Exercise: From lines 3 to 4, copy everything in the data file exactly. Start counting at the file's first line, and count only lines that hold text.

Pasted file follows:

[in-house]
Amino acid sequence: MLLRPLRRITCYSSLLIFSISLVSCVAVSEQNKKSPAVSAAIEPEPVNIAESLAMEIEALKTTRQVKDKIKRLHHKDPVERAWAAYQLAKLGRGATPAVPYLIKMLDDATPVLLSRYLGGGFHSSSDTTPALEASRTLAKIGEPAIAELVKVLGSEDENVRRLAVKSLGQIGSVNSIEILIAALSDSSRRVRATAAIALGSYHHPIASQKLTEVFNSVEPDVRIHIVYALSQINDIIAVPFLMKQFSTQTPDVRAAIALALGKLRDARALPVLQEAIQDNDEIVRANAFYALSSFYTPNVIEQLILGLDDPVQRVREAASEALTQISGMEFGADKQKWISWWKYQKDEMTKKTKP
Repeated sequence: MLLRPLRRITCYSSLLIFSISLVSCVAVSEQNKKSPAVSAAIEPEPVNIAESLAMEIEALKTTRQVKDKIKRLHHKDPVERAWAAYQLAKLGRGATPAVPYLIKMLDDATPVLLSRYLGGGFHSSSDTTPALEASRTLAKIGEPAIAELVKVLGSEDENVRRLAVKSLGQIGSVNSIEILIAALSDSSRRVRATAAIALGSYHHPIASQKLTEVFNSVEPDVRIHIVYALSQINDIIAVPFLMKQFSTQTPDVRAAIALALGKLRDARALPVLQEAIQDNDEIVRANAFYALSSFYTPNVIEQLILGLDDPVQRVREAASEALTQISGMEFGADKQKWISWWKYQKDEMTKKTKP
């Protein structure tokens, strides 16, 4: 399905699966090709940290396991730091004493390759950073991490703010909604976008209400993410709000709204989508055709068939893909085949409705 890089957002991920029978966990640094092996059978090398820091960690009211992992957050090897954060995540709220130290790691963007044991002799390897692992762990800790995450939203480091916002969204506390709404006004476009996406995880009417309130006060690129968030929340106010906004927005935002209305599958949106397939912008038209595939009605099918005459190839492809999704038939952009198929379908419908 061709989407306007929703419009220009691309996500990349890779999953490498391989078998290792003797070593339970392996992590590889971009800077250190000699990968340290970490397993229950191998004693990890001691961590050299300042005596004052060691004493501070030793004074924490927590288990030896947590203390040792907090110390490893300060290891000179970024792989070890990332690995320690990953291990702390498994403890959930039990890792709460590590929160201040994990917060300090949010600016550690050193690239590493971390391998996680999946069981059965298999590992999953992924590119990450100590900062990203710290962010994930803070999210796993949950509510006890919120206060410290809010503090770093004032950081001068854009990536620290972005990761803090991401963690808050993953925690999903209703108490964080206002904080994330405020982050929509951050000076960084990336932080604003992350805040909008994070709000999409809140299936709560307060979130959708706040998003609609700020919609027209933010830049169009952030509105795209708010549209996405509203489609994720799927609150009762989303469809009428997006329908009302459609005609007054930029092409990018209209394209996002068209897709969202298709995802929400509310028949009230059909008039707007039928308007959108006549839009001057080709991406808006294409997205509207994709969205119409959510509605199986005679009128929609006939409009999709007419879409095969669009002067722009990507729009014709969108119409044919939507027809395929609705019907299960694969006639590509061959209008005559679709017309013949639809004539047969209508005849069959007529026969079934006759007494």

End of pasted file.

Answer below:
Repeated sequence: MLLRPLRRITCYSSLLIFSISLVSCVAVSEQNKKSPAVSAAIEPEPVNIAESLAMEIEALKTTRQVKDKIKRLHHKDPVERAWAAYQLAKLGRGATPAVPYLIKMLDDATPVLLSRYLGGGFHSSSDTTPALEASRTLAKIGEPAIAELVKVLGSEDENVRRLAVKSLGQIGSVNSIEILIAALSDSSRRVRATAAIALGSYHHPIASQKLTEVFNSVEPDVRIHIVYALSQINDIIAVPFLMKQFSTQTPDVRAAIALALGKLRDARALPVLQEAIQDNDEIVRANAFYALSSFYTPNVIEQLILGLDDPVQRVREAASEALTQISGMEFGADKQKWISWWKYQKDEMTKKTKP
């Protein structure tokens, strides 16, 4: 399905699966090709940290396991730091004493390759950073991490703010909604976008209400993410709000709204989508055709068939893909085949409705 890089957002991920029978966990640094092996059978090398820091960690009211992992957050090897954060995540709220130290790691963007044991002799390897692992762990800790995450939203480091916002969204506390709404006004476009996406995880009417309130006060690129968030929340106010906004927005935002209305599958949106397939912008038209595939009605099918005459190839492809999704038939952009198929379908419908 061709989407306007929703419009220009691309996500990349890779999953490498391989078998290792003797070593339970392996992590590889971009800077250190000699990968340290970490397993229950191998004693990890001691961590050299300042005596004052060691004493501070030793004074924490927590288990030896947590203390040792907090110390490893300060290891000179970024792989070890990332690995320690990953291990702390498994403890959930039990890792709460590590929160201040994990917060300090949010600016550690050193690239590493971390391998996680999946069981059965298999590992999953992924590119990450100590900062990203710290962010994930803070999210796993949950509510006890919120206060410290809010503090770093004032950081001068854009990536620290972005990761803090991401963690808050993953925690999903209703108490964080206002904080994330405020982050929509951050000076960084990336932080604003992350805040909008994070709000999409809140299936709560307060979130959708706040998003609609700020919609027209933010830049169009952030509105795209708010549209996405509203489609994720799927609150009762989303469809009428997006329908009302459609005609007054930029092409990018209209394209996002068209897709969202298709995802929400509310028949009230059909008039707007039928308007959108006549839009001057080709991406808006294409997205509207994709969205119409959510509605199986005679009128929609006939409009999709007419879409095969669009002067722009990507729009014709969108119409044919939507027809395929609705019907299960694969006639590509061959209008005559679709017309013949639809004539047969209508005849069959007529026969079934006759007494």